Pasig is first city in Metro Manila to have ‘drug-cleared’ barangays
Pasig, where a “shabu” (methamphetamine hydrochloride) tiangge was discovered just meters away from city hall in 2006, has just become the first city in Metro Manila to have not one, but three, “drug-cleared” barangays.
During an awarding ceremony on Monday morning, Pasig Mayor Robert Eusebio declared Barangays San Jose, Bagong Katipunan and Sta. Rosa clear of illegal drugs.
The three areas earned their status based on the standards set by the Philippine Drug Enforcement Agency according to the Dangerous Drugs Board (DDB) Regulation 2, series of 2007 and amended by DDB Regulation no. 2, series of 2006.
According to the DDB regulations, an area can be considered drug-clear in the absence of the following: drug supply or drug transit/transshipment activities; drug laboratories and warehouses, chemical warehouses; marijuana cultivation sites; drug dens; users and pushers; drug protectors and coddlers.
A drug-cleared barangay should also have barangay officers who are active in various illegal drug activities such as a drug awareness and preventive campaign. It should also have a voluntary and compulsory drug treatment and rehabilitation processing desk.
Eusebio, recognizing the efforts of the barangay officials, the Philippine National Police and Anti-Drug Abuse Council of Pasig (ADCOP), gave cash prizes of P500,000 each to Barangay San Jose chair Ronwaldo Angeles and Barangay Bagong Katipunan chair Jeronimo Alba. Barangay Sta. Rosa chair Reynaldo Morelos, on the other hand, received a P350,000 cash prize. The money, according to Eusebio, would go to the barangays’ drug-clearing sustainability programs.
“We will keep on working. The recognition actually pressures us to sustain our drug-cleared status,” Angeles said.
The clearing operations were implemented by Eusebio’s special evaluation committee led by Jay Timbreza of the city’s Department of the Interior and Local Government which was created in September. Its members were Councilors Corazon Raymundo and Victor Maria Regis Sotto, rural health physician Dr. Amelito Javier, community advocate Nilda San Agustin, Pasig police chief Senior Supt. Orlando Yebra Jr. and ADCOP head Zenaida Concepcion.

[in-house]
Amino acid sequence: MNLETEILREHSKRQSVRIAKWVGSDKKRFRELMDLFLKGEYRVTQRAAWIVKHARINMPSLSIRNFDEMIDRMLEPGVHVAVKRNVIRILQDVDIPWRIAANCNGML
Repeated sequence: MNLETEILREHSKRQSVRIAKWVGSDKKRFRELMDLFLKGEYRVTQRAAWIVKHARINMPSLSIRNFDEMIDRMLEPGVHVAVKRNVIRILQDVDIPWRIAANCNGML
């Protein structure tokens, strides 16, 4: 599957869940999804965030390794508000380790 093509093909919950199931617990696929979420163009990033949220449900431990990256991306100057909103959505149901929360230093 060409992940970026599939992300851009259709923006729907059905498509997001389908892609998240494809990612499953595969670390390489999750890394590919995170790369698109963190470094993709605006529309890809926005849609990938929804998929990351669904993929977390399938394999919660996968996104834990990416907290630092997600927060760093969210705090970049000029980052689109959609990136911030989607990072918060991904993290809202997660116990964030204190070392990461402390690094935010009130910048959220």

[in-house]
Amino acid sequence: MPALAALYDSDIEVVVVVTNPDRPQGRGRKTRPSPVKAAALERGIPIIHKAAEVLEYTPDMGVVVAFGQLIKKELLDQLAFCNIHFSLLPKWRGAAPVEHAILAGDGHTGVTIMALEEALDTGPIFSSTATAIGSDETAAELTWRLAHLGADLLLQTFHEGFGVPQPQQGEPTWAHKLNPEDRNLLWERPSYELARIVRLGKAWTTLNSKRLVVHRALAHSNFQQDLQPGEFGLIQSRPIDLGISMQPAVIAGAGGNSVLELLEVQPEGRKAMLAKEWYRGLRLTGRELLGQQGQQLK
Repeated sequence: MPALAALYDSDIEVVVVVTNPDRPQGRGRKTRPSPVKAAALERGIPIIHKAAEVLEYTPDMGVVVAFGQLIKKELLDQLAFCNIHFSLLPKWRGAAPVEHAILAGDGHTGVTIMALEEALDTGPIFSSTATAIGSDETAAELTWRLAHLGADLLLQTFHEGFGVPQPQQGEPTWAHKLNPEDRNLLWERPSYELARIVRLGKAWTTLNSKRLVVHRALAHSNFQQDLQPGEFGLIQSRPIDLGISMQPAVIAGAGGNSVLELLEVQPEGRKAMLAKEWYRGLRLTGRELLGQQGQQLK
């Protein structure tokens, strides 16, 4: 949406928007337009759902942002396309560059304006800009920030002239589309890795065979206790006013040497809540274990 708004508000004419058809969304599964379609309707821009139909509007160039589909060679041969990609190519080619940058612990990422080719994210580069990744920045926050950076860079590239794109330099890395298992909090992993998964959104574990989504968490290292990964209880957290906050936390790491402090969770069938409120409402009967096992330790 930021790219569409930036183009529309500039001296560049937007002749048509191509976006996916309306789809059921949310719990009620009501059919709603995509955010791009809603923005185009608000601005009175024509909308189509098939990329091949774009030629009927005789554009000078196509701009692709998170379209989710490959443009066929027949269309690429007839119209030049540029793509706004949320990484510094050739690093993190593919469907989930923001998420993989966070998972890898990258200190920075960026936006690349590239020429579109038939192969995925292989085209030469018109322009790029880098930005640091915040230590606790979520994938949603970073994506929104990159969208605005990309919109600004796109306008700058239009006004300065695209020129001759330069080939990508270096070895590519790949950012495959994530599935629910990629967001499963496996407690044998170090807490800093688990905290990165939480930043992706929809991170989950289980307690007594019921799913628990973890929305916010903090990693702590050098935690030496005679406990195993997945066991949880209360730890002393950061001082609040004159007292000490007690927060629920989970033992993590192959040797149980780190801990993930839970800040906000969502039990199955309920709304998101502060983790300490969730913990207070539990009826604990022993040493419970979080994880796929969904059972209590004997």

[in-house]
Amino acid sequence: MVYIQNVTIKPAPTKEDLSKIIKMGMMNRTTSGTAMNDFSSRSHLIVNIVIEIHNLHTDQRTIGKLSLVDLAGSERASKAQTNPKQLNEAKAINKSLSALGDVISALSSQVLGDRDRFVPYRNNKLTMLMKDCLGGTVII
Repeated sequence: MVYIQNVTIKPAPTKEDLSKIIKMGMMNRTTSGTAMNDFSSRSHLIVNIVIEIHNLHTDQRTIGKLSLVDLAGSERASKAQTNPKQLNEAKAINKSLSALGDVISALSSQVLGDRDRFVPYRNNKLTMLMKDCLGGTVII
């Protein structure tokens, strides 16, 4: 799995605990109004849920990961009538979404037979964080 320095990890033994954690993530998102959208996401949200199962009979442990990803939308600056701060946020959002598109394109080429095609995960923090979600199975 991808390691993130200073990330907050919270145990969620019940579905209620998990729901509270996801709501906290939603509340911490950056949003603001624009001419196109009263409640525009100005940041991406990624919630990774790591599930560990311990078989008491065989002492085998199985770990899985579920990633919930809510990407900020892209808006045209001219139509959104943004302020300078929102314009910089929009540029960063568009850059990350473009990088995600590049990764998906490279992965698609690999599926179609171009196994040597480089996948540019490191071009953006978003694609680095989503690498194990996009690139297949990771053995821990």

The three barangays, according to Concepcion, were chosen because of their successful implementation of community-based rehab programs.
They were also among the areas with the smallest number of drug surrenderers, making it easy to manage their drug problem, Yebra said.
Barangay Bagong Katipunan had 12 surrenderers; Sto. Rosario had 20 while San Jose had 30, according to the data gathered by ADCOP.
Concepcion said that to be declared drug-cleared, all the users and pushers in a barangay must be all accounted for. This meant that they had either surrendered, been arrested or neutralized in legitimate police operations.
Surrenderers, meanwhile, were required to undergo a community-based rehabilitation program or one ran by the national government. To help them get back on their feet, the Pasig City government initiated an “Oplan Tupad” program under which they would undergo training for future employment. Only recently, Sapitula entered into an agreement with a construction firm which approved the hiring of qualified surrenderers.
Yebra, however, said that drug-clearing operations would continue in the three barangays.
“The barangays were assessed and have been declared drug-clear for this period. In case another user or pusher will be arrested, the barangay will undergo another clearing procedure,” he explained.
“It doesn’t mean that if a barangay is declared drug-cleared, it stops there. We will continuously monitor them,” Yebra told the Inquirer.
He noted that having a barangay declared drug-free was wishful thinking. “We can only declare an area drug-cleared but not entirely free. There is always the possibility that drugs will enter the picture. A minor may learn to use drugs or a drug user may move to this place,” Yebra added.
For his part, Sapitula said they hoped to make more barangays clear of drugs by next year.
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